I've scanned the neg with a Nikon 5000ED, and while not as good as the Eversmart, still gives excellent results (definitely better than an M8 capture)
    How does the Eversmart Pro work for mounting film? Is it a wet mount? I've never seen one before but have heard a lot about them online.

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    Senior Member JimCollum's Avatar
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    Re: Leica M6 film to digital

    Quote Originally Posted by tjv View Post
    How does the Eversmart Pro work for mounting film? Is it a wet mount? I've never seen one before but have heard a lot about them online.
    you can wet mount (they have a wet mount station you can buy for it). I have thin opaque cardboard templates i use for putting in strips of 35mm, 4x5 or 8x10 film (will even do 11x14 film at 3175 optical res.... a lot of bits)

    SCSI interface, Mac, OS9 software (the newer versions of the scanner. Eversmart Pro II, will run under OSX .. but they're a lot more expensive). I found the scanner and Mac workstation on ebay for $1k (pickup is necessary.. the scanner is 200lbs). Has worked with no problems for the last few years (as long as i've had it)

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    Re: Leica M6 film to digital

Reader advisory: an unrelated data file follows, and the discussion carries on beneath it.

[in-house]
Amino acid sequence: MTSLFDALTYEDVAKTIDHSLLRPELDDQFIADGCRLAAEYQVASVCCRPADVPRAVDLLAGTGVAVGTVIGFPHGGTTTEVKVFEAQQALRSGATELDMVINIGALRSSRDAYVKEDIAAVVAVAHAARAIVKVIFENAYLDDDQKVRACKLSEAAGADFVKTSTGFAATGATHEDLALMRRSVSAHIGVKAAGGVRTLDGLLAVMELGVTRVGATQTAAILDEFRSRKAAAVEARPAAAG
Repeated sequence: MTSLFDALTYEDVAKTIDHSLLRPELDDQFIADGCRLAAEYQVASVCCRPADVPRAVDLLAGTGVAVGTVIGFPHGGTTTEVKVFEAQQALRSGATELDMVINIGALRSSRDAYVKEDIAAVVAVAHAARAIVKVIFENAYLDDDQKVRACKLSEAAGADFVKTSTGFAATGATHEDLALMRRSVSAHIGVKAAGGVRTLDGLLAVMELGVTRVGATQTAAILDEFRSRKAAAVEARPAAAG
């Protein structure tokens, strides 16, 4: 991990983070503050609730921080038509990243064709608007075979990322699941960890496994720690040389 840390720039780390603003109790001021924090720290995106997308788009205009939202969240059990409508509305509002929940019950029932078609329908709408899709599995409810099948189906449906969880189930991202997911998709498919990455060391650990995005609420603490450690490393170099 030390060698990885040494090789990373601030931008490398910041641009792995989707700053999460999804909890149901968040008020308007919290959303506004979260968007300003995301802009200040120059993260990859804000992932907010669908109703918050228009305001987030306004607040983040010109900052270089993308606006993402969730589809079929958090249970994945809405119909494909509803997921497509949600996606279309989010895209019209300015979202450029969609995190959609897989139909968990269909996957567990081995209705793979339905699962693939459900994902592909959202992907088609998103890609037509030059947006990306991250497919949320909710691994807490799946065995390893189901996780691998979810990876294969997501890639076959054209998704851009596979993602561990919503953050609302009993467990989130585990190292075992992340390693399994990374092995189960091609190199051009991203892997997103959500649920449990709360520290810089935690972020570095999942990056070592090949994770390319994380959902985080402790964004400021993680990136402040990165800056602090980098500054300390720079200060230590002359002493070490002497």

Johnny,

    This presents an interesting perspective....

    http://www.stevehuffphoto.com/2011/0...kael-tornwall/


    Bob

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    Re: Leica M6 film to digital

    Quote Originally Posted by docmoore View Post
    Johnny,

    This presents an interesting perspective....

    http://www.stevehuffphoto.com/2011/0...kael-tornwall/


    Bob
    Well, I can makeup scenarios that will make the Leica M9 much more expensive . He assumes too much in that blog

    If you make your living with a Leica by shooting events, than it is cheaper to get the M9. Other than that I really doubt his calculations. Just look at how much you shoot and you can easily find out.

    One note: when shooting film, people tend to be more careful with their shooting style and not just machine gun like they do with digital (myself included).

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    Re: Leica M6 film to digital

    Quote Originally Posted by Valentin View Post
    Well, I can makeup scenarios that will make the Leica M9 much more expensive . He assumes too much in that blog

    If you make your living with a Leica by shooting events, than it is cheaper to get the M9. Other than that I really doubt his calculations. Just look at how much you shoot and you can easily find out.

    One note: when shooting film, people tend to be more careful with their shooting style and not just machine gun like they do with digital (myself included).
    Of course, assumes at least 350 rolls at $20 per roll if you have a cheaper scanner.

    I was raised on film....still shoot a couple of shots to bracket at a time...my 2 year old H3D II 39 has some 2200 exposures on it.

    So for me the M9 is more expensive...until you factor in time to process, scan and postscan process...at this point it is much cheaper. Not to mention stress costs...I would rather process LR or CS5 time than sit and watch the scanner s.....c......a..........n the film.

    All I said was interesting perspective...not that I agreed with it.

    Bob